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Jacob Flournoy Chapter Daughters of the American Revolution nominates Mrs. Adams for the Historic Preservation Recognition Award

Jacob Flournoy Chapter Daughters of the American Revolution nominates Mrs. Adams for the Historic Preservation Recognition Award

Posted: Wednesday, June 13, 2012 8:00 pm

Jacob Flournoy Chapter Daughters of the American Revolution nominates Mrs. Adams for the Historic Preservation Recognition Award | Jacob Flournoy Chapter Daughters of the American Revolution, Margaret Adams, Historic Preservation Recognition Award

The Jacob Flournoy Chapter Daughters of the American Revolution of Fulton/South Fulton has nominated one of its own, Margaret Adams for the Historic Preservation Recognition Award.
The nomination has been sent to the National Vice-President of Historic Preservation for approval.
Writing books — Mrs. Adams should be known as the family historian of western Kentucky. For many years, she has spent countless hours researching, writing and publishing more than a half dozen volumes of the histories of various lines in her own family lineage. In addition, she compiled and published the history of Rush Creek Methodist Church, a book which contains short family histories of both current and early members of the church and community, as well as information on buried individuals that have no more representatives in the community.
These books contain copies of actual historical documents. To maximize authenticity, Mrs. Adams used newspaper articles, oral histories, land grants, wills, birth and death records, obituaries, tax records, minute books, Bible records, law records and historical pictures.
Mrs. Adams mother, the late Maude Boyd Howard, collected family documents for many years. Too, Mrs. Howard had a vast knowledge of family oral history. Even though Mrs. Adams had heard the stories since childhood, the tales took on new meaning as the depth of family connections in her home community became apparent in her first book. After retirement, Mrs. Adams spent hours searching through the photography collection of her mother and listening to the family stories which had been handed down from one generation to another. To supplement her mother’s material, she went from cemetery to courthouse to newspaper offices to family Bibles and to libraries, state archives and sites throughout the United States, Ireland, Scotland and England. Mrs. Howard, who lived to be 104, saw her family memories in a bound publication compiled and written by her daughter.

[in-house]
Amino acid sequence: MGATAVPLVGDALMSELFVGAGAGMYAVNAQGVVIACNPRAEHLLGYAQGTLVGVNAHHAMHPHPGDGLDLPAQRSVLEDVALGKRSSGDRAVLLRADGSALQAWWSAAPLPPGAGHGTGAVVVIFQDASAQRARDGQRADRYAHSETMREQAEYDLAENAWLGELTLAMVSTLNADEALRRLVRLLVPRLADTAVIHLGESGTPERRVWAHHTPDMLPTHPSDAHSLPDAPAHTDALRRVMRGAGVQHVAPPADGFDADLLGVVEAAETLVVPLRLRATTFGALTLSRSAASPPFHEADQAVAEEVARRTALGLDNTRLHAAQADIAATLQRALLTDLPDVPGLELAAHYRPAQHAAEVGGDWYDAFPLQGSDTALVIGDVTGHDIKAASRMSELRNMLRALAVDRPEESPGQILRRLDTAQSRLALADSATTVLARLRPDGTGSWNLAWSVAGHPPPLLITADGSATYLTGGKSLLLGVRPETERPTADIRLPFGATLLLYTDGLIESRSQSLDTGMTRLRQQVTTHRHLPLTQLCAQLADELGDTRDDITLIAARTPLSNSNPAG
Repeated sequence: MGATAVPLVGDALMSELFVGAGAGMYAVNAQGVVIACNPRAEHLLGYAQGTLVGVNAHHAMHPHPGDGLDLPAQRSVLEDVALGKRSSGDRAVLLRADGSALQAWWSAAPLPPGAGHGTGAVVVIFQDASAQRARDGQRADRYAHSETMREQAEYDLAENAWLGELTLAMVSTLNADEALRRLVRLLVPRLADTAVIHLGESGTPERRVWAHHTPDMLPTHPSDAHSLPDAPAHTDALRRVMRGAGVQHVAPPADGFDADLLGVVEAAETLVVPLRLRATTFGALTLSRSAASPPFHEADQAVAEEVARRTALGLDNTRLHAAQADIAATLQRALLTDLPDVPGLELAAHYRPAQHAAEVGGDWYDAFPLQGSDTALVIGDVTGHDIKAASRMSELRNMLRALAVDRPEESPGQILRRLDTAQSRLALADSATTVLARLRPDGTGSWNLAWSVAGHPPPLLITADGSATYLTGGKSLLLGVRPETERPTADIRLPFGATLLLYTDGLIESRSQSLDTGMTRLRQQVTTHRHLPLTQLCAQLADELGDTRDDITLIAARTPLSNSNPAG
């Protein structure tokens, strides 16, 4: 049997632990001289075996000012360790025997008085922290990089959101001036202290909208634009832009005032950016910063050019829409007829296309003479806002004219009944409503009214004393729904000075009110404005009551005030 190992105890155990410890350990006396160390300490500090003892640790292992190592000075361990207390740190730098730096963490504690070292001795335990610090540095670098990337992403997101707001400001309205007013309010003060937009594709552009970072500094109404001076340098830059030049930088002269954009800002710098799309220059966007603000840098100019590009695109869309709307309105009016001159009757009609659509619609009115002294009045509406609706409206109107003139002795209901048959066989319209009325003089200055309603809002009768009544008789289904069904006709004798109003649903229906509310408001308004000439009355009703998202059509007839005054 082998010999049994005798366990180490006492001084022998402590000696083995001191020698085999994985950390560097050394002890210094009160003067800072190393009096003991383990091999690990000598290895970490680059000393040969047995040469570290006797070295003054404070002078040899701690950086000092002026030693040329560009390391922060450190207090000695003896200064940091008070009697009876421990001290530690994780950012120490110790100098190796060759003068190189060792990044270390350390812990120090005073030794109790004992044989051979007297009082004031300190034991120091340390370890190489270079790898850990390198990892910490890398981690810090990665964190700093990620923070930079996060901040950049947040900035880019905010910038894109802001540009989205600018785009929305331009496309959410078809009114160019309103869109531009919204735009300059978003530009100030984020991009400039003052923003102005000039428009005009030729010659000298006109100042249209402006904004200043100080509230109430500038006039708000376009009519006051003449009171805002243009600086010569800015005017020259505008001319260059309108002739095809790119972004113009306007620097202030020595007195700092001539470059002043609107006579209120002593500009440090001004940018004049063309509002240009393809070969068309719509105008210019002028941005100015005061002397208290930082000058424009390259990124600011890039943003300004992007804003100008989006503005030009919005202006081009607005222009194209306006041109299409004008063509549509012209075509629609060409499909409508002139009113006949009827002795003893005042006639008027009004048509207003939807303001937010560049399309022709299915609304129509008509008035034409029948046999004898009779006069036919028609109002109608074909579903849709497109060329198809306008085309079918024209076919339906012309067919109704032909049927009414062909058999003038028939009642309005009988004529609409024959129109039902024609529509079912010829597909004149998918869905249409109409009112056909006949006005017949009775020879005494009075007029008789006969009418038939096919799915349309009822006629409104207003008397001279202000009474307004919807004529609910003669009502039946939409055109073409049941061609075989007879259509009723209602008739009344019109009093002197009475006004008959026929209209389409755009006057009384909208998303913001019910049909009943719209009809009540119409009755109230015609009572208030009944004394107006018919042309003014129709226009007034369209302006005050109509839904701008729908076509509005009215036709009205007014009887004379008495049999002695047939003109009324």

Mrs. Adams shared her research and documents with others to use in their own family history books. In addition, she has given copies of her many books to her family members; friends; public libraries in Obion and Weakley counties in Tennessee; public libraries and in Fulton, Hickman, Graves and Calloway counties in Kentucky; and the University of Tennessee Library in Martin and the Murray State University Library in Murray, Ky. Books and loose materials have also been donated to other libraries, including Panama City Library in Florida. Mrs. Adams did not profit from the sale of her books. All proceeds from one were donated to the Jetton Cemetery Fund for the preservation of the cemetery. Other funds went to genealogical societies and cemetery organizations.
Reading cemeteries — Mrs. Adams has read cemeteries in many western Kentucky counties. She has provided those readings to county historical and genealogical societies, public libraries and other county groups.
Collecting family Bible records — Mrs. Adams collected Bible records from DAR members and Genealogical Society members in western Kentucky and West Tennessee. The DAR sold the collection to the Fulton County Genealogical Society. The Genealogical Society published the records to use as a fund raiser.
Preserving family photos — Her home has several walls dedicated to the photos of generations of progenitors with many surnames. All are labeled on the backside to enable her children to recall the family relationships.
Connecting the dots — Mrs. Adams has enjoyed sharing her many talents. This busy lady has served as Jacob Flournoy Chapter NSDAR regent, Union City Chapter of National Society of Daughters of the American Colonists regent and registrar, president of the Fulton County Genealogical Society and founding treasurer of the Rush Creek Cemetery Association. She has filled numerous other active roles in multiple area organizations, including University of Kentucky Extension activities and the Saturday Night Supper in Rush Creek. She has spurred actions in different settings in different decades. “Both her home and community are better because she has spent her energy in efforts toward understanding and cooperation with neighbors, travelers, youngsters, elders, students and teachers,” the national letter states.
Mrs. Adams has three daughters, Ellen Petty of Union City, Alice Voegeli of Fulton and Ann Freeman of Roper School Road near Cayce; and several grandchildren and great-grandchildren. She was married to the late Charles Adams.

Published in The Messenger 6.13.12

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